2,927 crowdsourcing and crowdfunding sites
Browse through Kickstarter and you’ll find all kinds of projects: games, film, fashion, and technology, to name a few common categories. What you won’t find, however, are Kickstarter campaigns expressly related to medicine, healthcare, or fitness, because the site explicitly prohibits health-related projects.
Mike Pence, the original lead developer on the Kickstarter team, saw the platform’s wellness gap as a golden opportunity. Alongside Alex Fair, founder of FairCareMD and organizer of the NYC Health 2.0 chapter, Pence created Medstartr, a crowdfunding website for healthcare innovation. After a roughly six-month development cycle, the two launched a beta version of the site this Wednesday.
“The internet is really redefining how money flows and how things get paid for, and healthcare seemed like a great segment of the market to leverage that with,” Pence told Crowdsourcing.org during a phone conversation Thursday evening. “It will be really cool to see what new discoveries in medicine, medical devices, and medical technologies will be enabled by the crowd.”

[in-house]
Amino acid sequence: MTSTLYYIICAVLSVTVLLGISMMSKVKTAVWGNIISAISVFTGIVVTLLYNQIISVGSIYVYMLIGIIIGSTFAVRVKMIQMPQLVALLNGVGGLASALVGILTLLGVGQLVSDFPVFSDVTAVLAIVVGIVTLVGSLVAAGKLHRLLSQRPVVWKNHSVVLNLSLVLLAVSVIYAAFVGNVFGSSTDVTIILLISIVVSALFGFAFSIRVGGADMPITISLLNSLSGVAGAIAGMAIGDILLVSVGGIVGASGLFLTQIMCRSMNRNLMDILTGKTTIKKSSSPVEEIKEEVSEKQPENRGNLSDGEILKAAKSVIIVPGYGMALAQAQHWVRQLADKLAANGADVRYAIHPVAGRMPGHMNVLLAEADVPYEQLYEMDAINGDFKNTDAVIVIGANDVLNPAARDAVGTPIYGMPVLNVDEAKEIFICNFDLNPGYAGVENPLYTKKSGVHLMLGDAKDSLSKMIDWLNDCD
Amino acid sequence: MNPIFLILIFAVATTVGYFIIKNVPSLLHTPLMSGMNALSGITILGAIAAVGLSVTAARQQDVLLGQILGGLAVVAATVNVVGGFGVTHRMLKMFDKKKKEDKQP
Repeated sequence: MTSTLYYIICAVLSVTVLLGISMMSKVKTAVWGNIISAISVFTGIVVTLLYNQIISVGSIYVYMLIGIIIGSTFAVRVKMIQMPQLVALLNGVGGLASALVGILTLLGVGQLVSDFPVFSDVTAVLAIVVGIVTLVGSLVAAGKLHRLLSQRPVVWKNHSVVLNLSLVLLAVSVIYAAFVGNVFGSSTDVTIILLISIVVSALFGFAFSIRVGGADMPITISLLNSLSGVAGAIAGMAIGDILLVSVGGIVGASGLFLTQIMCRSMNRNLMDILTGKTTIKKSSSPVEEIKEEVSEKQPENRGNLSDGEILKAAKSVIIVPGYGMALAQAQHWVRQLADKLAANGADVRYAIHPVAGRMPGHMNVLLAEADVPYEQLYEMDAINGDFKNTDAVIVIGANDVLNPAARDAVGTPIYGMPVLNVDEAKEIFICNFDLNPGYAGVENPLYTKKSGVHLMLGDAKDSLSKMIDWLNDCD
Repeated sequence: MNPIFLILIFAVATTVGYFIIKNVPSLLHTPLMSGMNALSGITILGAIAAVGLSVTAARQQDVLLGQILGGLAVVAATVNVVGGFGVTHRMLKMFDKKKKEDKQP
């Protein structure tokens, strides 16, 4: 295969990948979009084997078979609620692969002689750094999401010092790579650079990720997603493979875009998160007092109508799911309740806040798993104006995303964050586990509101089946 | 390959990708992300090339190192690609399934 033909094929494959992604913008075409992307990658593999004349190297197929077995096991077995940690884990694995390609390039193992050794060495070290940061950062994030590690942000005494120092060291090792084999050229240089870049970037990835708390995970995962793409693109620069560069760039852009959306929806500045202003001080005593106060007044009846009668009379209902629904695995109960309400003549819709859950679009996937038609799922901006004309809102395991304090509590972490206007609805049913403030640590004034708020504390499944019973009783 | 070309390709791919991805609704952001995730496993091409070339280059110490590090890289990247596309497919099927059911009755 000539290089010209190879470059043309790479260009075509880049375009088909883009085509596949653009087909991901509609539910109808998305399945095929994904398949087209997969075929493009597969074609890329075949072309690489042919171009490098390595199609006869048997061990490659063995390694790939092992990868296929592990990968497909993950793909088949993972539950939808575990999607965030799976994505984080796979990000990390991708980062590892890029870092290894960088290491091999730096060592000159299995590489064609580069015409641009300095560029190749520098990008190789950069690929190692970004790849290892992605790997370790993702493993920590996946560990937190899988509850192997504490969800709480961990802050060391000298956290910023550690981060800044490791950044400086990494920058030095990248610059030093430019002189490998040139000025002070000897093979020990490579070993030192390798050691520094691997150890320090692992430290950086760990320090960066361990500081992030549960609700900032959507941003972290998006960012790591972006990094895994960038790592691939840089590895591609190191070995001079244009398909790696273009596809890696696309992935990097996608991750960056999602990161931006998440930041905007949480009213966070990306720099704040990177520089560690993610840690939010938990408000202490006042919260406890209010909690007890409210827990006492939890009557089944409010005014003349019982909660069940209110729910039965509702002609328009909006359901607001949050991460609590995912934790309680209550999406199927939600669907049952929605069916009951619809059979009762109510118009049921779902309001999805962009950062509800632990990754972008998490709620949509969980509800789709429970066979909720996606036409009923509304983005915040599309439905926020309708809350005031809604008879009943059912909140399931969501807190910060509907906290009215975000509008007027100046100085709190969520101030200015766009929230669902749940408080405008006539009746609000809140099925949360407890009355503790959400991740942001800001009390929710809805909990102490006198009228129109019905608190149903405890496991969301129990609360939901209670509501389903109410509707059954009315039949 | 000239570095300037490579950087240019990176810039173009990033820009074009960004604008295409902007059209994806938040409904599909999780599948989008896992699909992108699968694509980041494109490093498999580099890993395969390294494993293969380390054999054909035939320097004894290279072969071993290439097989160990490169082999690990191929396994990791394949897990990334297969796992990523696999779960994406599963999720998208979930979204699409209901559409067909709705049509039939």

Some early campaigns on the site include an app for diabetics that incentivizes healthy behavior with game-like rewards, a website that promotes STD awareness and treatment, and even MedStartr itself, which hopes to raise at least $7,500 through its own platform. “Any crowdfunding site is only as good as the projects that are on it — and we have great projects,” said Pence.
Presently, MedStartr only offers pledge-based, all-or-nothing crowdfunding for up to $40,000 — complete with tiered reward systems, much like other popular platforms — but when the JOBS Act’s crowdfunding exemption goes into effect, the company plans to integrate an equity model, too. It takes a five percent fee for successful campaigns, while its payment processors (PayPal “and the like”) take about three percent.
Medstartr could be a game-changer for healthcare startups, which get to showcase their wares or services while they raise capital through the platform. Here’s to hoping the crowd of doctors, researchers, and med-tech innovators find enough backers to make crowdfunding health projects worthwhile.